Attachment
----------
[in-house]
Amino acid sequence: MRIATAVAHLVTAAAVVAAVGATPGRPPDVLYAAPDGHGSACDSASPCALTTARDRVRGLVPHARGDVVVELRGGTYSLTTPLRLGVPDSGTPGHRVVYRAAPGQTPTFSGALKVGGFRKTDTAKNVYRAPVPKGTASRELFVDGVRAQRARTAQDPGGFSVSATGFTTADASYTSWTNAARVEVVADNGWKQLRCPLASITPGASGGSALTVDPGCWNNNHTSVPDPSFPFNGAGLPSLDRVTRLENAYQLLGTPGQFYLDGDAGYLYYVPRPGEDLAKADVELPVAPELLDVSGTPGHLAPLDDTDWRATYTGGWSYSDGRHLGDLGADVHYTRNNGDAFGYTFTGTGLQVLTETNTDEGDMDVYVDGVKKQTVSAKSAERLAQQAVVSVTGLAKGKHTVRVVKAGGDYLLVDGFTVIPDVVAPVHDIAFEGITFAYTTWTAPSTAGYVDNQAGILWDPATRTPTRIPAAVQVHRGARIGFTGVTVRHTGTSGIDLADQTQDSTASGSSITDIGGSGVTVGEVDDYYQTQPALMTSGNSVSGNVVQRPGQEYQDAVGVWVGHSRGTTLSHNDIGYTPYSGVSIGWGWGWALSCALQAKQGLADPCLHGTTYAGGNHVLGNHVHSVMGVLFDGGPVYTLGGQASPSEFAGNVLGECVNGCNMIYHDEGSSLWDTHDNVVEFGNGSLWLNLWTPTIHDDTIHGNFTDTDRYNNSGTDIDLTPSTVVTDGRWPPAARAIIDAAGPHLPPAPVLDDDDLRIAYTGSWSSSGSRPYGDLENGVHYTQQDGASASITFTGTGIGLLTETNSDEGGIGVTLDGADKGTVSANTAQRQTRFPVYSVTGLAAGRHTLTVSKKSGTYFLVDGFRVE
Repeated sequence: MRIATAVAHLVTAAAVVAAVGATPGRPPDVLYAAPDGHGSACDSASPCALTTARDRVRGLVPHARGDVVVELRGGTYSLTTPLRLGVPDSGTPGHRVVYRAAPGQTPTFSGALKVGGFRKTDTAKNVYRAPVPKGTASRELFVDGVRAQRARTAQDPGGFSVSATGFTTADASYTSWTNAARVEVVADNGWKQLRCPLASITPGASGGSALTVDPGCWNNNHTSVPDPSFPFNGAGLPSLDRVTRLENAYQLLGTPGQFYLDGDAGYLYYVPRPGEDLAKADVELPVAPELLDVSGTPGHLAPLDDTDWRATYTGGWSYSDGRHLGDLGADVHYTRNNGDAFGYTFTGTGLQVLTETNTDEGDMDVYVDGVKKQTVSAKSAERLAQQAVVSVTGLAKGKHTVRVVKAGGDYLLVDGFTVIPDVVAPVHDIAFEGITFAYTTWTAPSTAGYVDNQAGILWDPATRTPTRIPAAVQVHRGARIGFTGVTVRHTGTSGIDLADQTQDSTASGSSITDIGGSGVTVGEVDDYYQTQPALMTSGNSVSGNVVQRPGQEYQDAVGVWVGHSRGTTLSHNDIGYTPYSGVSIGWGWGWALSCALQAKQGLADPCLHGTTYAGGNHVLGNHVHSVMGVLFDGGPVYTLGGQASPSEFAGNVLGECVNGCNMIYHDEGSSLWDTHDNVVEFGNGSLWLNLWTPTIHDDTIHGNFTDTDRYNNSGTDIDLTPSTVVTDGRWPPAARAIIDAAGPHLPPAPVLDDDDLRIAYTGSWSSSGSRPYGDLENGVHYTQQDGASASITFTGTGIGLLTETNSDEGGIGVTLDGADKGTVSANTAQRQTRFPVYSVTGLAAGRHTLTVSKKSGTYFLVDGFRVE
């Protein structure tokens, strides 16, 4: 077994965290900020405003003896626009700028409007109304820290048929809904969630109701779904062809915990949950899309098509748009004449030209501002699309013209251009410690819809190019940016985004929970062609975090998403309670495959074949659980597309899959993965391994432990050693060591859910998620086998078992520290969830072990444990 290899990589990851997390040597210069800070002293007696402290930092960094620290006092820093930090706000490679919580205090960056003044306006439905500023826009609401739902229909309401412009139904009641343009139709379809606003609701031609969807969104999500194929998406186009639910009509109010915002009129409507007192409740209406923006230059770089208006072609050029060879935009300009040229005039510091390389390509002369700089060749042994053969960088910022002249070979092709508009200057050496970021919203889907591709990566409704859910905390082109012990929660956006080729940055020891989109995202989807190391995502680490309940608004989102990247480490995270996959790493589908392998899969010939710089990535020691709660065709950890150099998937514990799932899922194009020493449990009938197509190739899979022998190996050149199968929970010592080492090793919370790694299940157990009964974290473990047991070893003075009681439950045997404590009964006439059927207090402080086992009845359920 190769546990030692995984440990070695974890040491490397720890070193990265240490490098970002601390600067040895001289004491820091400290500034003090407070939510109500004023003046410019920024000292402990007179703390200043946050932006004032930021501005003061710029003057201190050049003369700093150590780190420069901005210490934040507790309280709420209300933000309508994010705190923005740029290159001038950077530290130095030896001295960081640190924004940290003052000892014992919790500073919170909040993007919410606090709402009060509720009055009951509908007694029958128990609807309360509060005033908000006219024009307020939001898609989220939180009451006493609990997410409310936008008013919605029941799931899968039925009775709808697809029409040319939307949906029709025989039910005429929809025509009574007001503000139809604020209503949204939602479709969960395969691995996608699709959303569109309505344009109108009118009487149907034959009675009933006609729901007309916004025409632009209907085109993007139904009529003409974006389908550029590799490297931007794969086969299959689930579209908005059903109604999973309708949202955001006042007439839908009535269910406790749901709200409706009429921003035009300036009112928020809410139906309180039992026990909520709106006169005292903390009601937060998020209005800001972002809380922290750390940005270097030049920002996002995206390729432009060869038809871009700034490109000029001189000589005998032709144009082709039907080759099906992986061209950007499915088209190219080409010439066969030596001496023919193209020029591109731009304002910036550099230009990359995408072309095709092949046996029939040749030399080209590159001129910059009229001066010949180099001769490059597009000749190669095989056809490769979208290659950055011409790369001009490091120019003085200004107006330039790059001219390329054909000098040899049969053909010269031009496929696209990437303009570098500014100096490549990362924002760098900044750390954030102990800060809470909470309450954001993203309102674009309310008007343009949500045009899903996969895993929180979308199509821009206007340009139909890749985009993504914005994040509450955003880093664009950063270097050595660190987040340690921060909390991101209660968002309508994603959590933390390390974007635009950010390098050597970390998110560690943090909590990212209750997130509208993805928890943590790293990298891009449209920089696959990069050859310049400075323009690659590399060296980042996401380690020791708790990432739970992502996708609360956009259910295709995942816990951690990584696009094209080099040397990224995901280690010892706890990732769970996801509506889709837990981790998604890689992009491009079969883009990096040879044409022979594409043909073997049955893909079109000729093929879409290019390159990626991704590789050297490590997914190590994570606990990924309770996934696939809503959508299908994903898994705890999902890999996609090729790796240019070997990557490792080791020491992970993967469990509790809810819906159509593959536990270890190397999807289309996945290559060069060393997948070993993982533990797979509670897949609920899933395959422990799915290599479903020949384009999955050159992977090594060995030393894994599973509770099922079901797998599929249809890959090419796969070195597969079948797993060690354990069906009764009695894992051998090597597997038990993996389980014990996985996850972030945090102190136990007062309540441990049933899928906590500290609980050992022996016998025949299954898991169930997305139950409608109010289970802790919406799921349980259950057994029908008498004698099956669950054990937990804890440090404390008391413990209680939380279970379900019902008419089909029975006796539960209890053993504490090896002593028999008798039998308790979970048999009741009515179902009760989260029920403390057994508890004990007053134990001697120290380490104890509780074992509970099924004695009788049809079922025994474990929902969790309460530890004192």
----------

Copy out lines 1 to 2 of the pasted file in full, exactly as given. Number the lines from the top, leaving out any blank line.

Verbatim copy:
[in-house]
Amino acid sequence: MRIATAVAHLVTAAAVVAAVGATPGRPPDVLYAAPDGHGSACDSASPCALTTARDRVRGLVPHARGDVVVELRGGTYSLTTPLRLGVPDSGTPGHRVVYRAAPGQTPTFSGALKVGGFRKTDTAKNVYRAPVPKGTASRELFVDGVRAQRARTAQDPGGFSVSATGFTTADASYTSWTNAARVEVVADNGWKQLRCPLASITPGASGGSALTVDPGCWNNNHTSVPDPSFPFNGAGLPSLDRVTRLENAYQLLGTPGQFYLDGDAGYLYYVPRPGEDLAKADVELPVAPELLDVSGTPGHLAPLDDTDWRATYTGGWSYSDGRHLGDLGADVHYTRNNGDAFGYTFTGTGLQVLTETNTDEGDMDVYVDGVKKQTVSAKSAERLAQQAVVSVTGLAKGKHTVRVVKAGGDYLLVDGFTVIPDVVAPVHDIAFEGITFAYTTWTAPSTAGYVDNQAGILWDPATRTPTRIPAAVQVHRGARIGFTGVTVRHTGTSGIDLADQTQDSTASGSSITDIGGSGVTVGEVDDYYQTQPALMTSGNSVSGNVVQRPGQEYQDAVGVWVGHSRGTTLSHNDIGYTPYSGVSIGWGWGWALSCALQAKQGLADPCLHGTTYAGGNHVLGNHVHSVMGVLFDGGPVYTLGGQASPSEFAGNVLGECVNGCNMIYHDEGSSLWDTHDNVVEFGNGSLWLNLWTPTIHDDTIHGNFTDTDRYNNSGTDIDLTPSTVVTDGRWPPAARAIIDAAGPHLPPAPVLDDDDLRIAYTGSWSSSGSRPYGDLENGVHYTQQDGASASITFTGTGIGLLTETNSDEGGIGVTLDGADKGTVSANTAQRQTRFPVYSVTGLAAGRHTLTVSKKSGTYFLVDGFRVE